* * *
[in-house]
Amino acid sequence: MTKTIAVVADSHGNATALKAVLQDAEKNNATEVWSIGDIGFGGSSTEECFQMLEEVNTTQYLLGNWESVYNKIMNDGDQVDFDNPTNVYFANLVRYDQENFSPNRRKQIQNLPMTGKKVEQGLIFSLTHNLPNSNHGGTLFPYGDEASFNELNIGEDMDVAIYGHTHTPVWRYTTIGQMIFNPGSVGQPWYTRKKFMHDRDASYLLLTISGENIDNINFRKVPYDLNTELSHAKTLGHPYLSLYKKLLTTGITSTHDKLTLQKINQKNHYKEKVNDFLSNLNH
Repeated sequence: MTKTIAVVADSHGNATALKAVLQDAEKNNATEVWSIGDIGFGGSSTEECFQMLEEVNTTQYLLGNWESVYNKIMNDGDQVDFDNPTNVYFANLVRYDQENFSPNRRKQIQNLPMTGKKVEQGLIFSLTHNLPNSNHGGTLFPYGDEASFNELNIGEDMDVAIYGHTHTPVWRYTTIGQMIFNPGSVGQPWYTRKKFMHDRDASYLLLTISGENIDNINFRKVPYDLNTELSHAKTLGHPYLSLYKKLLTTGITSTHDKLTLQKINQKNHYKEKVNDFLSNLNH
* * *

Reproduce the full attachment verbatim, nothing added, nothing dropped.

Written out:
[in-house]
Amino acid sequence: MTKTIAVVADSHGNATALKAVLQDAEKNNATEVWSIGDIGFGGSSTEECFQMLEEVNTTQYLLGNWESVYNKIMNDGDQVDFDNPTNVYFANLVRYDQENFSPNRRKQIQNLPMTGKKVEQGLIFSLTHNLPNSNHGGTLFPYGDEASFNELNIGEDMDVAIYGHTHTPVWRYTTIGQMIFNPGSVGQPWYTRKKFMHDRDASYLLLTISGENIDNINFRKVPYDLNTELSHAKTLGHPYLSLYKKLLTTGITSTHDKLTLQKINQKNHYKEKVNDFLSNLNH
Repeated sequence: MTKTIAVVADSHGNATALKAVLQDAEKNNATEVWSIGDIGFGGSSTEECFQMLEEVNTTQYLLGNWESVYNKIMNDGDQVDFDNPTNVYFANLVRYDQENFSPNRRKQIQNLPMTGKKVEQGLIFSLTHNLPNSNHGGTLFPYGDEASFNELNIGEDMDVAIYGHTHTPVWRYTTIGQMIFNPGSVGQPWYTRKKFMHDRDASYLLLTISGENIDNINFRKVPYDLNTELSHAKTLGHPYLSLYKKLLTTGITSTHDKLTLQKINQKNHYKEKVNDFLSNLNH